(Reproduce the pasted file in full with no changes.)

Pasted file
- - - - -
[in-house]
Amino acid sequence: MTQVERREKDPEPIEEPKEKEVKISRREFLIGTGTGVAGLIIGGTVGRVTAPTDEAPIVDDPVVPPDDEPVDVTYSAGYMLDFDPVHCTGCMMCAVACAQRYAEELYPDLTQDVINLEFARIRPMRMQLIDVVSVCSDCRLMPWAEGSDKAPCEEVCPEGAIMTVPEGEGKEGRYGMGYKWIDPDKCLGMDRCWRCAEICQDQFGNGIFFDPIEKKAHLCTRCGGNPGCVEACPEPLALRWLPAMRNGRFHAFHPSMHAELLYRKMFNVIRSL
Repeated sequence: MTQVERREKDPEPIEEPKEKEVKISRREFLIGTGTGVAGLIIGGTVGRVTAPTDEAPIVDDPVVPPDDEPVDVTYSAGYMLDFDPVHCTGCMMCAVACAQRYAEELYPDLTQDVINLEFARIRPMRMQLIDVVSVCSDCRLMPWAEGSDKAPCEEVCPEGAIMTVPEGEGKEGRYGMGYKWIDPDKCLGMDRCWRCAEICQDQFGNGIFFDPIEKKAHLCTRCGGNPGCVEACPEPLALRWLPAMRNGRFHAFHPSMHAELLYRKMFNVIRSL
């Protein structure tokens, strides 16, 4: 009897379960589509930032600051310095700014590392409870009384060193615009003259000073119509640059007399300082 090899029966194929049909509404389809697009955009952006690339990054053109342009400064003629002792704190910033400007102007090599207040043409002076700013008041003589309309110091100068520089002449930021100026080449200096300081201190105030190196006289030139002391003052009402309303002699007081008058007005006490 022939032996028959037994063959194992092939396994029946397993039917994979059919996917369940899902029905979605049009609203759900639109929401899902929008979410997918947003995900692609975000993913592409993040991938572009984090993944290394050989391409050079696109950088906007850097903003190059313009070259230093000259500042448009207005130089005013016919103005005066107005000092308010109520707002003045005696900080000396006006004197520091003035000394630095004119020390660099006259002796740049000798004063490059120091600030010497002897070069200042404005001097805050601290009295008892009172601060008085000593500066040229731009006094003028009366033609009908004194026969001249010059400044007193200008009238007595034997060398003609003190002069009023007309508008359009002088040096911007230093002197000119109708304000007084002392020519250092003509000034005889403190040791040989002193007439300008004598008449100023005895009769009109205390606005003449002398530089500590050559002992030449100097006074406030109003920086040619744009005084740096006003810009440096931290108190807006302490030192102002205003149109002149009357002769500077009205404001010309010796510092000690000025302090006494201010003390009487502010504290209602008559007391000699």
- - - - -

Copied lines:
[in-house]
Amino acid sequence: MTQVERREKDPEPIEEPKEKEVKISRREFLIGTGTGVAGLIIGGTVGRVTAPTDEAPIVDDPVVPPDDEPVDVTYSAGYMLDFDPVHCTGCMMCAVACAQRYAEELYPDLTQDVINLEFARIRPMRMQLIDVVSVCSDCRLMPWAEGSDKAPCEEVCPEGAIMTVPEGEGKEGRYGMGYKWIDPDKCLGMDRCWRCAEICQDQFGNGIFFDPIEKKAHLCTRCGGNPGCVEACPEPLALRWLPAMRNGRFHAFHPSMHAELLYRKMFNVIRSL
Repeated sequence: MTQVERREKDPEPIEEPKEKEVKISRREFLIGTGTGVAGLIIGGTVGRVTAPTDEAPIVDDPVVPPDDEPVDVTYSAGYMLDFDPVHCTGCMMCAVACAQRYAEELYPDLTQDVINLEFARIRPMRMQLIDVVSVCSDCRLMPWAEGSDKAPCEEVCPEGAIMTVPEGEGKEGRYGMGYKWIDPDKCLGMDRCWRCAEICQDQFGNGIFFDPIEKKAHLCTRCGGNPGCVEACPEPLALRWLPAMRNGRFHAFHPSMHAELLYRKMFNVIRSL
């Protein structure tokens, strides 16, 4: 009897379960589509930032600051310095700014590392409870009384060193615009003259000073119509640059007399300082 090899029966194929049909509404389809697009955009952006690339990054053109342009400064003629002792704190910033400007102007090599207040043409002076700013008041003589309309110091100068520089002449930021100026080449200096300081201190105030190196006289030139002391003052009402309303002699007081008058007005006490 022939032996028959037994063959194992092939396994029946397993039917994979059919996917369940899902029905979605049009609203759900639109929401899902929008979410997918947003995900692609975000993913592409993040991938572009984090993944290394050989391409050079696109950088906007850097903003190059313009070259230093000259500042448009207005130089005013016919103005005066107005000092308010109520707002003045005696900080000396006006004197520091003035000394630095004119020390660099006259002796740049000798004063490059120091600030010497002897070069200042404005001097805050601290009295008892009172601060008085000593500066040229731009006094003028009366033609009908004194026969001249010059400044007193200008009238007595034997060398003609003190002069009023007309508008359009002088040096911007230093002197000119109708304000007084002392020519250092003509000034005889403190040791040989002193007439300008004598008449100023005895009769009109205390606005003449002398530089500590050559002992030449100097006074406030109003920086040619744009005084740096006003810009440096931290108190807006302490030192102002205003149109002149009357002769500077009205404001010309010796510092000690000025302090006494201010003390009487502010504290209602008559007391000699």